Sy Parrish's job means everything to him; as a photo developer at a large retail store, he develops customers' pictures with great care and professionalism. Outside of his photo development domain, he is bland and invisible, a man truly alone. His life could not be more different from the lives he sees day by day in the pictures he develops - in the pictures of happy families, he sees everything he wants but cannot have. Thus, it almost seems natural that he would begin to fantasize about being a part of such a life, to have a family of his own. His favorite family is the Yorkins, a seemingly perfect young couple with one son. Nina Yorkin (Connie Nielsen) is one of Sy's best customers; she's always bringing in pictures to be developed. Having watched the Yorkin family evolve over a number of years, Sy has adopted them as his own, making his own copies of all their pictures. He knows Nina, her husband Will (Michael Vartan), and son Jake (Dylan Smith) intimately through their photos; he knows where they live, what their house is like, and all sorts of additional personal details about them. In his own mind, he is Uncle Sy to Jake, and he tries to insinuate himself into the Yorkins' lives at just the time his own real life is beginning to fragment. His job is no longer secure, and it is during this troubled time that he discovers that the Yorkins are not the ideal family after all. That discovery is just more than he can take.
This is not the kind of role you associate with Robin Williams, but there can be no doubt that this man is among the most accomplished of actors. All of the natural energy Williams suppresses in his transformation to the externally calm, quiet, rather forgettable Sy Parrish lends his performance a power that few other actors could bring to such a role. Writer and director Mark Romanek gave Williams a completely different look, and the set design and cinematography reinforces that directorial vision to lend the movie a sense of hyperreality that proves as unsettling as Sy's descent into mental disconnection. The acting is superb all the way around, but Williams clearly steals the show with one of the most impressive performances I've seen in a long time.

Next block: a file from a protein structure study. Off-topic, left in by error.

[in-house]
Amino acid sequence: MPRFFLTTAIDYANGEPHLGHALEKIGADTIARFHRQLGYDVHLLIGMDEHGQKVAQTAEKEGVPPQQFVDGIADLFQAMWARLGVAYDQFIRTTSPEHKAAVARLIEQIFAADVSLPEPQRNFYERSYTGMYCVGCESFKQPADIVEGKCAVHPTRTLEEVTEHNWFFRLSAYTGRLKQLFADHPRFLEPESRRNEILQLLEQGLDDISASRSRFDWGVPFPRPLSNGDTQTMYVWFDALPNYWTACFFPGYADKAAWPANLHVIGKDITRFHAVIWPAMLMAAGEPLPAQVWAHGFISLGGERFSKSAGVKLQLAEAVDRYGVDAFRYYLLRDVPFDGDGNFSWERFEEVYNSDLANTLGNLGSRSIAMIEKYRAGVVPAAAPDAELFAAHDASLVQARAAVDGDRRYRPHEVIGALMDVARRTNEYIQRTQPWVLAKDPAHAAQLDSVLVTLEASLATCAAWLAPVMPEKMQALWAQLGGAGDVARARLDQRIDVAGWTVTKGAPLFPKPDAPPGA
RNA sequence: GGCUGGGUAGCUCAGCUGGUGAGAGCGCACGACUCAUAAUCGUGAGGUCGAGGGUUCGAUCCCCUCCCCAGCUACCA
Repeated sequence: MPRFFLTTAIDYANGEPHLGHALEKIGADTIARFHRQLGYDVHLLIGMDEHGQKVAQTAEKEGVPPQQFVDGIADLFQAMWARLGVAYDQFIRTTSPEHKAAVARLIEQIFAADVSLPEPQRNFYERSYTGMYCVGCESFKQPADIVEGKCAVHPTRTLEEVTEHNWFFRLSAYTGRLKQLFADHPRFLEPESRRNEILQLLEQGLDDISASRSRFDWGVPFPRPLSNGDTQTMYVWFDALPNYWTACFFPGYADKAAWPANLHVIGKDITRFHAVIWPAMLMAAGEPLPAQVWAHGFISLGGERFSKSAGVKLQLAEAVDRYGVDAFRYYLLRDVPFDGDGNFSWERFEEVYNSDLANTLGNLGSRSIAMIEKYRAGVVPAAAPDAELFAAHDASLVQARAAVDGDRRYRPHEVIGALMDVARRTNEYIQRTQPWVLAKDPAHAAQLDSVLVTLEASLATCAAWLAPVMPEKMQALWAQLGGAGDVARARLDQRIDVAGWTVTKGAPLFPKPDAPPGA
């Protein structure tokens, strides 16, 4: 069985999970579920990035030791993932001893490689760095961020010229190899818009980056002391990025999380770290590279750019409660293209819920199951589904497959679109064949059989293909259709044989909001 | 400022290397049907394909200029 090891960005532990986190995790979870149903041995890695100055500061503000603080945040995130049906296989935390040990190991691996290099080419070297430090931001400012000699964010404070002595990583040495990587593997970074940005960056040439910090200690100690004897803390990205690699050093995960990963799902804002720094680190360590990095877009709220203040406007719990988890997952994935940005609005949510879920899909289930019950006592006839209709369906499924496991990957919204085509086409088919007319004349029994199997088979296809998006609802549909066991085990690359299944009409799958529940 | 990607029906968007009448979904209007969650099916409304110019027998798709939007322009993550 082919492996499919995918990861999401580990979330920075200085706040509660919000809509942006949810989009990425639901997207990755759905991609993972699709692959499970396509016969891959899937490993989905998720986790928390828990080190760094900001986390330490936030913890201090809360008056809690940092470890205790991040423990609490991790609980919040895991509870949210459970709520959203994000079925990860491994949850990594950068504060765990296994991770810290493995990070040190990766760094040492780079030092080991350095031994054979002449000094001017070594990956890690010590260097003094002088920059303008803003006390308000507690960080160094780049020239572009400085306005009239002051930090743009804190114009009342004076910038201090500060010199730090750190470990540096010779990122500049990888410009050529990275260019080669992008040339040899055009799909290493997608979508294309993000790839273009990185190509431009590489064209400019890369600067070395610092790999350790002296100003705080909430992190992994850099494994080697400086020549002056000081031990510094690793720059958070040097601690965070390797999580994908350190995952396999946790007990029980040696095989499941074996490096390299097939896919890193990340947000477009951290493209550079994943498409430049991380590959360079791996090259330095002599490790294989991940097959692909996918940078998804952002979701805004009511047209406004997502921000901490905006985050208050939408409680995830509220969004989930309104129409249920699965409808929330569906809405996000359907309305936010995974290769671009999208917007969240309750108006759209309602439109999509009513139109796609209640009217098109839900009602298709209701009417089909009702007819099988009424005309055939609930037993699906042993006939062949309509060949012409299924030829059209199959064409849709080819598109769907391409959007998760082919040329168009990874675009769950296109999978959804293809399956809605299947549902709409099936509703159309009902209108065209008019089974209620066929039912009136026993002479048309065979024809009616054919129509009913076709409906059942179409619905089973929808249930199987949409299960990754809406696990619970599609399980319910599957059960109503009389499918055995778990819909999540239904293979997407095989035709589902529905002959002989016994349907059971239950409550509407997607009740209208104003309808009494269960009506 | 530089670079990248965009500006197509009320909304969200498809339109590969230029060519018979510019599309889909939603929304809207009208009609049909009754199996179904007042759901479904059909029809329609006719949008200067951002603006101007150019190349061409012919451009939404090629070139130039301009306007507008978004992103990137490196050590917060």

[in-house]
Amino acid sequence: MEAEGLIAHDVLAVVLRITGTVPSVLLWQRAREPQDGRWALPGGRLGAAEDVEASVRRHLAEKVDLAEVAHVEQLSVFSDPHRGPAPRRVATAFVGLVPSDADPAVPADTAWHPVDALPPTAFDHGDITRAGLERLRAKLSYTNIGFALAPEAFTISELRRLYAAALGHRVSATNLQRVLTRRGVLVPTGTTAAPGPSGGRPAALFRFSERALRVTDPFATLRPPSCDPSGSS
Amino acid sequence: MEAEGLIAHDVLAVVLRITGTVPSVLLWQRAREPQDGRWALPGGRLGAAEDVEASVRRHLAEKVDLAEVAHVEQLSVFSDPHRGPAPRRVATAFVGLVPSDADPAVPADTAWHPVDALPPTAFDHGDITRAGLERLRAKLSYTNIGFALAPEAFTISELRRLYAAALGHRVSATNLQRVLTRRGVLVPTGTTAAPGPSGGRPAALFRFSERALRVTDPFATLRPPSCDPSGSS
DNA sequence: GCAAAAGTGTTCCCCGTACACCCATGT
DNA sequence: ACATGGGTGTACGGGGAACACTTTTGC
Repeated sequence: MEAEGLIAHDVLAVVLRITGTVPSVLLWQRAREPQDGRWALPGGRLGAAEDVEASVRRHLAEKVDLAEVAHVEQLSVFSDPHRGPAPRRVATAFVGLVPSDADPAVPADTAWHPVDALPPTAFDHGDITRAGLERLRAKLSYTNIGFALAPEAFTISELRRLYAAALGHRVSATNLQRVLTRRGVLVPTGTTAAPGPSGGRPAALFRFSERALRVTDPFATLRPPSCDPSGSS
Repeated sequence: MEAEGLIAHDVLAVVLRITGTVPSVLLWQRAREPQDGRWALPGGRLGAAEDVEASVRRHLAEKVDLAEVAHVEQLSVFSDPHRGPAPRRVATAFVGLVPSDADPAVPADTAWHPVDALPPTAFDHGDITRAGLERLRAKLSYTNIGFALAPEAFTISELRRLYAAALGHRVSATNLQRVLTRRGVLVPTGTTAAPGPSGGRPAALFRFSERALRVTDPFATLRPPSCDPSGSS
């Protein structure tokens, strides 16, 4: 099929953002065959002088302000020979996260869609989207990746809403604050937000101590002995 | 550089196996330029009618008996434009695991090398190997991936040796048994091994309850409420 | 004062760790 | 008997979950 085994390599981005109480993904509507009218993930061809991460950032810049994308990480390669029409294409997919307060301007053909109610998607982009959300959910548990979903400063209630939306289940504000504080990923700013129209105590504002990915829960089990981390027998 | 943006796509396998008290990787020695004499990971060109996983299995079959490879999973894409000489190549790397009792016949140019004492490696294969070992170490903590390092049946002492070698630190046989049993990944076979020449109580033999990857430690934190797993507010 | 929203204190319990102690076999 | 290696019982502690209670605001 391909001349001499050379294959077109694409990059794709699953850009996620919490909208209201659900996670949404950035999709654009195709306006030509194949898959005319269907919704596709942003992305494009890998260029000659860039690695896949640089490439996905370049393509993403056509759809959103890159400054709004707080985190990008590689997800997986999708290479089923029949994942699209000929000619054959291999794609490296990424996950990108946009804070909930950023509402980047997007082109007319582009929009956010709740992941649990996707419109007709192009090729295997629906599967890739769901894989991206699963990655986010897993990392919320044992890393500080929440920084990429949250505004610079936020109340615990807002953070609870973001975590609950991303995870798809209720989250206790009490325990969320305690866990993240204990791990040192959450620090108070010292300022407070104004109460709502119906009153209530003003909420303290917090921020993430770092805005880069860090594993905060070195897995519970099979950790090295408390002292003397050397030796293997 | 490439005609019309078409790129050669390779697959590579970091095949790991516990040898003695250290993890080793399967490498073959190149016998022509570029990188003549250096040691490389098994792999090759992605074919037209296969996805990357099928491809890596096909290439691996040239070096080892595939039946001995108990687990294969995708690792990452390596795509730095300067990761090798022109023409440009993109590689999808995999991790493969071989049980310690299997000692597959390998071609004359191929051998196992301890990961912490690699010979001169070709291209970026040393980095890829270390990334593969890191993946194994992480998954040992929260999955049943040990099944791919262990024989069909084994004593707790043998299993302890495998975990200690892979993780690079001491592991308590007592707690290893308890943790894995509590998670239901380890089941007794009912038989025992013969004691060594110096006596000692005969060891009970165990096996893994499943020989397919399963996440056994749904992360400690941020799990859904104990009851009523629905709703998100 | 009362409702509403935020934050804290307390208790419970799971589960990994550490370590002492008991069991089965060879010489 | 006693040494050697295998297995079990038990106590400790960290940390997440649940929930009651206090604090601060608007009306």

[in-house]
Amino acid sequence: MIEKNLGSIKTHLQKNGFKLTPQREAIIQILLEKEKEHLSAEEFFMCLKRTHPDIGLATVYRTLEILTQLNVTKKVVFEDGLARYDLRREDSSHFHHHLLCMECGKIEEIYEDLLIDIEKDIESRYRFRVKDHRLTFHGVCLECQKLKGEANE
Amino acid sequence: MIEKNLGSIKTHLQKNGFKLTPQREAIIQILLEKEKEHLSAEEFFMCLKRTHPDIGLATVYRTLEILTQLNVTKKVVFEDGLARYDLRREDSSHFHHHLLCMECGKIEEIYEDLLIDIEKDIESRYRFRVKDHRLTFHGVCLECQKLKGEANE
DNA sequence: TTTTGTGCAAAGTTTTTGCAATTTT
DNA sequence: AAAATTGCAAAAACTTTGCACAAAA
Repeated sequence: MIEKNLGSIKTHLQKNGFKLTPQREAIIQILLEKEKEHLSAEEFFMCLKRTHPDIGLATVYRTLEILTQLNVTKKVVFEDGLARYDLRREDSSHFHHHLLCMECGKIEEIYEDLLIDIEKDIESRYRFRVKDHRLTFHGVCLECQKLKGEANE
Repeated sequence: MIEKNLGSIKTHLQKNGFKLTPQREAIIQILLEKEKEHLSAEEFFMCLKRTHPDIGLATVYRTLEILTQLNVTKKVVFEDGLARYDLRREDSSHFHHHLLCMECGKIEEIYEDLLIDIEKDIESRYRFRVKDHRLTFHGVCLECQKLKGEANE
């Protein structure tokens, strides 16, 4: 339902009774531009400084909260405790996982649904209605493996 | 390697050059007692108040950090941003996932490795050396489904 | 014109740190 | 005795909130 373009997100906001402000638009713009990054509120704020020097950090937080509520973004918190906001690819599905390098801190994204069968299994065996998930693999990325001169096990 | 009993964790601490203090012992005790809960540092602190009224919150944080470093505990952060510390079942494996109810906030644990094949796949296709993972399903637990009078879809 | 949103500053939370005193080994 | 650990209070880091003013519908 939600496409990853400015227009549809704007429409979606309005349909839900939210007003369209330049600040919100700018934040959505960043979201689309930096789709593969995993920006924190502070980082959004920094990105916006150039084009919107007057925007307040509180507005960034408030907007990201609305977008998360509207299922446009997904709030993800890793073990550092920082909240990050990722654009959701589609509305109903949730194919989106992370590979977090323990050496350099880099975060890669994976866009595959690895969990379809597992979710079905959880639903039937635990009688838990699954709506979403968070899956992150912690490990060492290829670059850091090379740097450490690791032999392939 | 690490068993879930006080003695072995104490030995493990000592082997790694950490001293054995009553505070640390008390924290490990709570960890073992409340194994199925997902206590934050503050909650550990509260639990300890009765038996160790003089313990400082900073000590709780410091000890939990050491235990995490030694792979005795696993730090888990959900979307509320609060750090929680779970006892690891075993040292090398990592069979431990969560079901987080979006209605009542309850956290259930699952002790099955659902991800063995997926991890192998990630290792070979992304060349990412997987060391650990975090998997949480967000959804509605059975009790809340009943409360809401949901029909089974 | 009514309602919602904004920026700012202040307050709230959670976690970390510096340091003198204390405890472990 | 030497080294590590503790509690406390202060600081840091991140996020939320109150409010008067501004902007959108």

Topped off by a writer/director/actor commentary, a really well-made behind-the-scenes featurette, an "Anatomy of a Scene" Sundance Channel Featurette, and an extensive interview with Robin Williams and Mark Romanek on The Charlie Rose Show, One Hour Photo easily qualifies as a must-own DVD.
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7 of 8 people found the following review helpful
5.0 out of 5 stars Creepy thriller and a poignant movie in one, 28 Jan 2005
By 
anna (Ole Blighty) - See all my reviews
This review is from: One Hour Photo [DVD] [2002] (DVD)
This is a masterpiece. There's no other way to describe it.
Robin Williams plays Si the Photo Guy, a bland, lonely and sad man whose life revolves around his job in a one hour photo booth. Desperate for affection, he's become infatuated, obsessed over the picture-book family of one of his regular customers. He wants to be part of that so much that he fantasises about being their favourite uncle. Then things start to unravel and the future of the family and his continued involvement in their lives is threatened, with chilling consequences.
There's so much repressed emotion in Robin's performance and this makes Si both an empathatic character and one whose slow derailment is truly terrifying.
I very rarely cry at films, but I cried at this film.
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6 of 7 people found the following review helpful
4.0 out of 5 stars Chilling.....but fascinating......, 13 Dec 2003
By 
M. D. Hart "Boz Phiz @ DVD" (London) - See all my reviews
(VINE VOICE)    (REAL NAME)